The newly expanded Loon Center. (Photo by Erin Plummer) (click for larger version)
July 29, 2021MOULTONBOROUGH – The Loon Center started its new season with a big expansion and a new building for equipment and housing field staff thanks to $2.1 million in donations.
Construction is complete on the new addition to the Loon Center and the new Kittie and John Wilson Field Operations Center.
The Loon Center was built in 1993 for a staff of around four people. Loon Preservation Committee executive director Harry Vogel said the space was adequate for the LPC's needs at the time. Almost 30 years later, the staff has almost quadrupled and Vogel said the challenges to loons have significantly increased as well requiring a lot more equipment and space.
"We realized our facilities needed to expand to help keep pace with our mission," Vogel said.
The LPC formed a building committee and started a fundraising campaign for an expanded facility and a new field operations center.
More than $2.1 million was raised for the project from 673 donors, which Vogel said went over their original $2 million goal.
Construction started around September or October of 2020. Material and labor costs increased, but Vogel said it was a quick process and Conneston Construction, Inc. was great to work with.
He said as the process started an engineer told them they were already close to being an energy neutral building. They decided to go further with the expansion and have more opportunities for energy efficiency and renewable energy. He said reducing the use of fossil fuels goes hand in hand with the LPC's work to protect loons and other forms of wildlife.
"We decided we need to live the mission and reduce all of our emissions as much as possible," Vogel said.
Another layer of insulation was installed around the building solar panels were put on the roof of the main building and the field operations center. Lights were replaced with LED and an energy efficient heating system as installed. The system pulls in up to -20 degrees from the air and keeps the building warm in winter and cold in summer.
The addition to the current building creates vastly more space for the LPC's daily and programming needs including more office space, much needed storage space, and space for infrastructure.
The main meeting room and education center is being expanded.
The addition added more space to the shop and one of the offices can be used to process new shipments.
Vogel's old office is now a storage area with climate and humidity control. He said before the envelopes would seal themselves. The storage area also houses internet and networking equipment, which used to be crammed in an office.
"We had a lack of dedicated storage space for all these things you need to run an organization," Vogel said.
Before, the only way to access the upper and lower floors was a narrow staircase, which Vogel said was a problem for seniors during events and a hassle to move merchandise up and down. The building now has a new lift that goes between the upper and lower floors.
The downstairs area has been expanded with more storage space and an expanded program room.
There is now a dedicated library and research room that contains paperwork and research from the past 46 years. Vogel said much of their research is digitalized, but they still have a lot of materials from the LPC's history. The room is also ideal for the LPC's board meetings instead of taking up another meeting room.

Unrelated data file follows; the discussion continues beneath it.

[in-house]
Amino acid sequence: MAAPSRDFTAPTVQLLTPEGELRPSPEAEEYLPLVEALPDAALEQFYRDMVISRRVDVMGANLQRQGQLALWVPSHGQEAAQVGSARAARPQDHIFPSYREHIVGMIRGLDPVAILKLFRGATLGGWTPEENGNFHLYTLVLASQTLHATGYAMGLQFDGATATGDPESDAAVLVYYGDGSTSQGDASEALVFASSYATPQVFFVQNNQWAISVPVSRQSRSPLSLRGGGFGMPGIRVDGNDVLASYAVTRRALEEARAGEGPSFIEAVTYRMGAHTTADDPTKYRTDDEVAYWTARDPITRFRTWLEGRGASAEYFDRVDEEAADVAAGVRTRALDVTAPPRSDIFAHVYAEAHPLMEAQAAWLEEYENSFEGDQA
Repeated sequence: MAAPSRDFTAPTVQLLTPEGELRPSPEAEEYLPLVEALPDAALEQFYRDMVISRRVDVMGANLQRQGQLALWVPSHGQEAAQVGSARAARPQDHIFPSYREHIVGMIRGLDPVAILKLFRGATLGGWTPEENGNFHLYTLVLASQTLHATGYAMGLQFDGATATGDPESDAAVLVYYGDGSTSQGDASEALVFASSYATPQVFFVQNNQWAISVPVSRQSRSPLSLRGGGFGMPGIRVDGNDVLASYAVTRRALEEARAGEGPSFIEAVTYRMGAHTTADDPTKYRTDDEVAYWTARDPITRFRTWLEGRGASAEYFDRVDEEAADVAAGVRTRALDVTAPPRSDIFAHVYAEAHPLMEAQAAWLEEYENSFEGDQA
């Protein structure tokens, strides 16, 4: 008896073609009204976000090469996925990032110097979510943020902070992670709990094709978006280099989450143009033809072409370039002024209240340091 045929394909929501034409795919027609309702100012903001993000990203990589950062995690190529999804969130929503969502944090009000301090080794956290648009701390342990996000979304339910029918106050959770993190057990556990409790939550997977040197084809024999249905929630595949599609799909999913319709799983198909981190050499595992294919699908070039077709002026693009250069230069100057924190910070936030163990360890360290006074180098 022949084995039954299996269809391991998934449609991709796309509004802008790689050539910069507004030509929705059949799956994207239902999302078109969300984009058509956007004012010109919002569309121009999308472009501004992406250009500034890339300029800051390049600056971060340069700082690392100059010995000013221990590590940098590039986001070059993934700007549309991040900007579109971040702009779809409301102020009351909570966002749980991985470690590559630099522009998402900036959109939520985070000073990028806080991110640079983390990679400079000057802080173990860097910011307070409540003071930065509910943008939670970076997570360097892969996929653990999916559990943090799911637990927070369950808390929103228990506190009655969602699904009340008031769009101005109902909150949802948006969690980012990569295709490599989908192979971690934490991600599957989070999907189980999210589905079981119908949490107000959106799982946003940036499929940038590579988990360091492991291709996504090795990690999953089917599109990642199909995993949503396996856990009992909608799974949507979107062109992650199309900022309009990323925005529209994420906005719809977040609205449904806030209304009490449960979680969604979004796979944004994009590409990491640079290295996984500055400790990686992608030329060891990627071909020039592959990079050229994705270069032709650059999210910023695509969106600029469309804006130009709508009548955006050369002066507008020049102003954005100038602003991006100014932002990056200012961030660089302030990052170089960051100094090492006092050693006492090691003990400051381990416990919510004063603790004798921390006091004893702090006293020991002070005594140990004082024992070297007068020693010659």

"We're constantly reminded of the proud history of this organization and the work that people have done before us," Vogel said.
Before the expansion, the building had one kitchen that was crammed from use by events, meetings, and staff members. There is now a kitchen in the lower level that offers more space.
The center's lab space also expanded. Meadow Pond Animal Hospital donated a veterinary table used to perform necropsies on dead loons. There are also impermeable countertops, a centrifuge for blood samples, and a walk-in freezer to store specimens. This space is ideal for a veterinary pathologist and intern.
They are also working to get a potable x-ray machine they can use in the office and in the field to help injured loons. Right now, the LPC depends on a group of veterinarians and wildlife rehabilitation experts for that equipment.
"This will definitely improve our ability to give good and effective care to these loons," Vogel said.
There is also a dedicated storage room for specimens and samples.
The parking lot was raised and there are now charging stations for electric vehicles.
The project constructed the new Kittie and John Wilson Field Operations Center named after two longtime supporters of the LPC.
The lower level stores the LPC's boats and equipment including nesting rafts, signs, tools, and more. Vogel said they now have indoor space to store and work on equipment, whereas everything was outside subject to the elements. There was a volunteer raft building day that was rained out which won't happen with the new space.
Upstairs is housing for seasonal field biologists. Vogel said biologists and interns were previously housed in cabins by the lake about half a mile away from the LPC with no running water or electricity. The distance was also a problem if there was a sudden report of a loon in need of immediate care.
Now there are four bedrooms that house two or three people at once. The space also includes a few bathrooms, a kitchen, living area, and patio.
"I've been ion a lot of field stations, this is the nicest one I've been to," Vogel said.
Furniture for the new space arrived the day before the biologists came to the center.
He said they hope the new space will meet their needs for the next 20 or 30 years.
"It feels great and it's a huge relief to have it done," Vogel said.